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674 SUPREME COURT REPORTS ANNOTATED

Corliss vs. Manila Railroad Company

No. L-21291. March 28, 1969.

PRECIOLITA V. CORLISS, plaintiff-appellant, vs. THE


MANILA RAILROAD Co., defendant-appellee.

Appeal; Findings of fact by the trial court supported by


substantial evidence binding on appeal.—In the more traditional
terminology, the lower court’s judgment has in its favor the
presumption of correctness. It is entitled to great respect. After
all, the lower court had the opportunity of weighing carefully
what was testified to and apparently did not neglect it. There is
no affront to justice then if its finding be accorded acceptance,
subject of course to the contingency of ultimate reversal if error or
errors, substantial in character, be shown in the conclusion thus
arrived at. It is a fair statement of the governing principle to say
that the appellate function is exhausted when there is f ound to be
a rational basis f or the result reached by the trial court.
Damages; Negligence; One is liable for damages for act of
negligence causing damage to another.—The Civil Code making
clear .that whoever by act or omission causes damage to another,
there being negligence, is under obligation to pay for

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Corliss vs. Manila Railroad Company

the damage done. (Art. 2176) Unless it could be satisfactorily


shown, therefore, that defendant-appellee was guilty of
negligence, then it could not be held liable.
Same; Same; Definition.—Negligence is want of the care
required by the circumstances. It is a relative or comparative, not
an absolute, term and its application depends upon the situation
of the parties and the degree of care and vigilance which the
circumstances reasonably require. Where the danger is great, a
high degree of care is necessary, and the failure to observe it is a
want of ordinary care under the circumstances.
Same; Same; Where victim has duty to stop despite failure of
appellee’s employer to put down crossing bars.—The f irst two
assigned ‘errors would make much of ,the failure of the lower
court to hold that the crossing bars not having been put down and
there being no guard at the gate-house, there still was a duty on
the part of the- victim to stop his jeep to avoid a collision and that
main witness of defendant-appellee, who drove the engine, was
not qualified to do so at the time of the accident. For one cannot
just single out a circumstance and then confidently assign to it
decisive weight and significance. Considered separately, neither
of the two above errors assigned would call for a judgment
different in character. Nor would a combination of acts allegedly
impressed with negligence suffice to alter the result. The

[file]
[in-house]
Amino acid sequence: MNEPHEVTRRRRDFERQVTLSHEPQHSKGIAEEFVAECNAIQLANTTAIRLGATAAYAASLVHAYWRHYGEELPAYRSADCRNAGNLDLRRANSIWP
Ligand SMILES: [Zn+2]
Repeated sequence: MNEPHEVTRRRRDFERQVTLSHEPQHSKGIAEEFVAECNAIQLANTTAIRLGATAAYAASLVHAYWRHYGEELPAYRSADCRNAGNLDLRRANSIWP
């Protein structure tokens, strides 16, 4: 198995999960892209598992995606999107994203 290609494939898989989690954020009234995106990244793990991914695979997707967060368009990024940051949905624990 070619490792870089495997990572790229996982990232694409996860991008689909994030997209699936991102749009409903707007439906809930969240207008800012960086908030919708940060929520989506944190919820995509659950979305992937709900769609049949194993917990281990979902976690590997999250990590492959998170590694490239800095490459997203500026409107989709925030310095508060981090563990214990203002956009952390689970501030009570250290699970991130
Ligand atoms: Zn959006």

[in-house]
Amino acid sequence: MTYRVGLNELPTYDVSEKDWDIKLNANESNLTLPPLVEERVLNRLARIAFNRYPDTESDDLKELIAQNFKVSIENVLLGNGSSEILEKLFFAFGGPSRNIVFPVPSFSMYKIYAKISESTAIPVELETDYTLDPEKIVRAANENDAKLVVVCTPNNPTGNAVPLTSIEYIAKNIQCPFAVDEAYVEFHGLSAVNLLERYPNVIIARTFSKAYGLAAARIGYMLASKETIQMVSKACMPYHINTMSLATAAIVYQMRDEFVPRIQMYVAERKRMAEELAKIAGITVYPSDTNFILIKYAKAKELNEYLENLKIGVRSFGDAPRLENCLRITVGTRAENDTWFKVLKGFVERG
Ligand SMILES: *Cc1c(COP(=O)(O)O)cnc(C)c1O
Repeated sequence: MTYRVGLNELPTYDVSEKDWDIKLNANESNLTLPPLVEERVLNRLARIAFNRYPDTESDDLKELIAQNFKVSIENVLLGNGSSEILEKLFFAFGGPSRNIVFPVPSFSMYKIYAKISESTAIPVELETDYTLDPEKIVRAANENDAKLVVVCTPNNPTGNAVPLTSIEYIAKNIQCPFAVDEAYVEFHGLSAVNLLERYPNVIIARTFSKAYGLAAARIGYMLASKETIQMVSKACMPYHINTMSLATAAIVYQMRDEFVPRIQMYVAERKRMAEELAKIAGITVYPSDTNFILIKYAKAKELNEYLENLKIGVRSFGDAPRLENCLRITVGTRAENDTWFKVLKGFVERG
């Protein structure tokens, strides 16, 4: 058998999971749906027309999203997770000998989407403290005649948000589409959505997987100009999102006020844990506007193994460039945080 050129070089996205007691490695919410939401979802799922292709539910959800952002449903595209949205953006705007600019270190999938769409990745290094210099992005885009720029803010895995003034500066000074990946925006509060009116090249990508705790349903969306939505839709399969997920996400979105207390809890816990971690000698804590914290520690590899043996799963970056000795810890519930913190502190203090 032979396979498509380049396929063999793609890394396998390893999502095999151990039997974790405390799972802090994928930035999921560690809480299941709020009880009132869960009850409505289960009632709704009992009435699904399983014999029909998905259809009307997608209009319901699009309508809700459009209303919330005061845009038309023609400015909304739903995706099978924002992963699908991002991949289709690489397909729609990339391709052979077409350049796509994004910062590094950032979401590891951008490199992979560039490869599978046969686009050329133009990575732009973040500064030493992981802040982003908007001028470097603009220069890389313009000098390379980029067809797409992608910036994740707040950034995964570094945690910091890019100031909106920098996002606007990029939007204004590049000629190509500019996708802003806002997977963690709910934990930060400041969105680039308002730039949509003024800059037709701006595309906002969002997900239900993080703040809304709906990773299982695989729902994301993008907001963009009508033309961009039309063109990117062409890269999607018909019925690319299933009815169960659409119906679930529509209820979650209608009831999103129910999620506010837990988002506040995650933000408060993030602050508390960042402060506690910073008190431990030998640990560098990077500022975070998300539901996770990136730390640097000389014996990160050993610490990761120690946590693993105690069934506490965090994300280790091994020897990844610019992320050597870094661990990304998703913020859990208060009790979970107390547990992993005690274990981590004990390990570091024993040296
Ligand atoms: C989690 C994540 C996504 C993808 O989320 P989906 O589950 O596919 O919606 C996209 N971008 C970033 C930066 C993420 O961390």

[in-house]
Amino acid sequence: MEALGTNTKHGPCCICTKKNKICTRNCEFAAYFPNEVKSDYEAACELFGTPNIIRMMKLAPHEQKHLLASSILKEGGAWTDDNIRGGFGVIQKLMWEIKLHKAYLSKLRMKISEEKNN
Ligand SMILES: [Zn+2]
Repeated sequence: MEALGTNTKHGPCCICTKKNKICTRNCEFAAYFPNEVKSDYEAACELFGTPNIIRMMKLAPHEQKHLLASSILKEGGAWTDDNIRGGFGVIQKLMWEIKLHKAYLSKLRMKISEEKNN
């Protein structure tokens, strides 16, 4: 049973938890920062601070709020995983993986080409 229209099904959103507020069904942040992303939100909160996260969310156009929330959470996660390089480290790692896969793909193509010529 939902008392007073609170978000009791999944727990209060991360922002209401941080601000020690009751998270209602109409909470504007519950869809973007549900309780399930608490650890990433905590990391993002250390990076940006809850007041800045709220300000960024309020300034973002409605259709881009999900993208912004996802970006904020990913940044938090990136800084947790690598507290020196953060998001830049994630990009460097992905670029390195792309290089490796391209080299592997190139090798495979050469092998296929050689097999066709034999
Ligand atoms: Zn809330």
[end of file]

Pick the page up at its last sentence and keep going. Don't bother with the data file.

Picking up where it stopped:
quantum of proof required still had not been met. The alleged
errors fail of their desired effect. The case for plaintiff-appellant,
such as it was, had not been improved. There is no justification
for reversing the judgment of the lower court.
Same; Same; Criminal negligence; May be attributed to a
person who does not exercise precaution and control in crossing
railroads.—A person in control of an automobile who crosses a
railroad, even at a regular road crossing, and who does not
exercise that precaution and that control over it as to be able to
stop the same almost immediately upon the appearance of a train,
is guilty of criminal negligence, providing a collision occurs and
injury results.
Same; Same; Where facts of the case show it was incumbent
upon the victim to stop his vehicle.—Predicated on the testimonies
of the plaintiff s witnesses, on the knowledge of the deceased and
his familiarity with the set up of the checkpoint, the existence of
the tracks, and on the further fact that the locomotive had blown
its siren or whistle, which was heard by said witnesses, it is dear
that the victim was so sufficiently warned in advance of the
oncoming train that it was incumbent upon him to avoid a
possible accident—and this consisted simply in stopping his
vehicle before the crossing and allowing the train to move on. A
prudent man under similar circumstances would have

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676 SUPREME COURT REPORTS ANNOTATED

Corliss vs. Manila Railroad Company

acted in this manner. This, unfortunately, the victim failed to do.

DIRECT APPEAL from a decision of the Court of First


Instance of Pampanga. Pasicolan, J.
The facts are stated in the opinion of the Court.
     Moises C. Nicomedes for plaintiff-appellant.
          The Government Corporate Counsel for
defendantappellee.

FERNANDO, J.:

Youth, the threshold of life, is invariably accompanied by


that euphoric sense of well-being, and with reason. The
future, bright with promise, looms ahead. One’s powers are
still to be tested, but one feels ready for whatever challenge
may come his way. There is that heady atmosphere of self-
confidence, at times carried to excess. The temptation to
take risks is there, ever so often, difficult, if not impossible,
to resist. There could be then a lessening of prudence and
foresight, qualities usually associated with age. For death
seems so remote and contingent an event. Such is not